Enabling Connectivity with Express
Lanes for the World’s Data

By: Noah Drake

The next time you’re riding along a highway or traveling by train, take note of how similar the nation’s transportation infrastructure is to the foundation of a global telecommunications network.

Across the country, there are different types of roads and highways with varying speed limits and numbers of lanes. Passenger vehicles take people from point A to point B, as they go to work or visit family and friends. Commercial trucks deliver products to stores. In parallel, a national railroad grid works with the over-the-road transit system. Without this interwoven transportation network, commerce would grind to a halt.

It's no different with a global subsea fiber optic cable infrastructure—the transportation system that Internet data rides across, with different “lanes” and different modes of transmission to get data where it needs to be.

Depth of understanding

A common perspective is that the vast majority of data traffic around the world is carried on satellites or through the cloud. That’s not the case—99 percent of international data is actually carried on subsea fiber that sits on the ocean floor, forming the backbone of the Internet.

For a telecommunications company, this type of network—when managed and leveraged properly—is a powerful asset in more ways than one.

These cable systems are essentially highways for all inter-country and intercontinental commercial communications across the Internet. When a company has ownership of this highway, it has the ability to truly add value to growing markets that need to be served with this bandwidth. It’s an opportunity to be a change-maker for good, directly impacting markets traditionally underserved when it comes to connectivity.

Many of these markets are in regions that don't have any subsea assets and may be completely reliant on one connectivity method, such as satellite. Satellite is a proven network edge technology that will continue to augment and complement other delivery options by providing network diversity and access to remote locations.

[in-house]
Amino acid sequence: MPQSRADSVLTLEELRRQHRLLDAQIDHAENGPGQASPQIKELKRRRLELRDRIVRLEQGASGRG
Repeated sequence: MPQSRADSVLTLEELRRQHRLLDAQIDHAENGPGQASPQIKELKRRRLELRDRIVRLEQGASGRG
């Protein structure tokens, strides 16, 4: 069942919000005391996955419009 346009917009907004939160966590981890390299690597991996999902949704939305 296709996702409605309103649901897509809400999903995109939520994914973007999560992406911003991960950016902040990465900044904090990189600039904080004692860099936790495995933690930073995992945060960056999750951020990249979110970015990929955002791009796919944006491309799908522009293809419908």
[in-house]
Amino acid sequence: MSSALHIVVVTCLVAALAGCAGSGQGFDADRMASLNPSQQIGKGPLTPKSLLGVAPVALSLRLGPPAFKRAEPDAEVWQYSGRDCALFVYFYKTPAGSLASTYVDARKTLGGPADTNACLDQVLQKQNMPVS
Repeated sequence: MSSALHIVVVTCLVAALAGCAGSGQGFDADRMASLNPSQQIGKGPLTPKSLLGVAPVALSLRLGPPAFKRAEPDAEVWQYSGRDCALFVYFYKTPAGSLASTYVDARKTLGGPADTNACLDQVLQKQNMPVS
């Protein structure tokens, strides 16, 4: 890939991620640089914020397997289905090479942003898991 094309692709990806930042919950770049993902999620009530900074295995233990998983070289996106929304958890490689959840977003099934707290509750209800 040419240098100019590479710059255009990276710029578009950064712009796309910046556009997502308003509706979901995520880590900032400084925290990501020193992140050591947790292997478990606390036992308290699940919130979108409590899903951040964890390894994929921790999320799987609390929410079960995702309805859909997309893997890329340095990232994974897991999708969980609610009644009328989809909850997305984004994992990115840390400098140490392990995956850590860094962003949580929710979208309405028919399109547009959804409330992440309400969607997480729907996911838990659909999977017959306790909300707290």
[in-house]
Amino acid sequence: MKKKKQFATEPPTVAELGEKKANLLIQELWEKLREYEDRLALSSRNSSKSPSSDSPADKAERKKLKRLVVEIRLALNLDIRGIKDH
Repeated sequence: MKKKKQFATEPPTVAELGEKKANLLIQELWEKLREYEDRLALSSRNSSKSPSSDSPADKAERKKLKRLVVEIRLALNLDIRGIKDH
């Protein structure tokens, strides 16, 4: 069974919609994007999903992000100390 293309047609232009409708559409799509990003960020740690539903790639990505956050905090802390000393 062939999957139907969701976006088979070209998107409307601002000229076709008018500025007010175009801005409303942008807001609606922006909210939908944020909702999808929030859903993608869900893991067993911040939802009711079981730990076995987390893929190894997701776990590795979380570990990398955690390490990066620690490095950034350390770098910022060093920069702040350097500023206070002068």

Despite ongoing improvements in cost and quality, however, satellite technology is limited in bandwidth and robustness compared to its cable counterparts. These limitations, for now, are preventing satellite from advancing to the point where it's an end-all, be-all connectivity solution—at least not without mutually beneficial partnerships with telcos to leverage their terrestrial system assets. For example, a satellite ground station will still have to connect to a remote data center to access an Internet Point of Presence (PoP), which is done via fiber optic cables.

Serving new communities by investing in cable systems and offering access to modern technology experiences enhances people’s lives. It also provides a wealth of opportunities, culturally and economically, that were previously unavailable.

Advantages of subsea cable network ownership

From an entirely different perspective, companies that own cable systems have a definite strategic and competitive marketplace advantage, not only for them, but also for their customers.

Owners can reduce latency by creating branching units to equip different markets that might be of interest to certain enterprises.

A cable system owner can directly control the paths for large anchor customers needing particular routing requirements as part of their business. For over-the-top (OTT) platforms and global content owners, their whole network is dependent on the way these cable systems are routed. The cable owner can directly influence that, giving those types of customers a truly compelling reason to work with them.

Anchor tenants can have a say in where the path is built as well as specific engineering details that may be tailored to their unique needs. But other types of tenants can still benefit from the work the anchor tenants do with the system owner in terms of system routing to provide access to new regions, for example.

There is a great deal more flexibility and control when you're actually designing the cable system and owning it versus purchasing capacity as a tenant. Then you're limited to using available bandwidth versus controlling your own destiny. Essentially, you can adapt and modify for market changes more easily.

Subsea cable network challenges

The telecommunications industry has a limited number of players building and managing subsea cables, due to the complexity and difficulty of creating, building, and maintaining these systems. If you can do it well and maintain a leading position within


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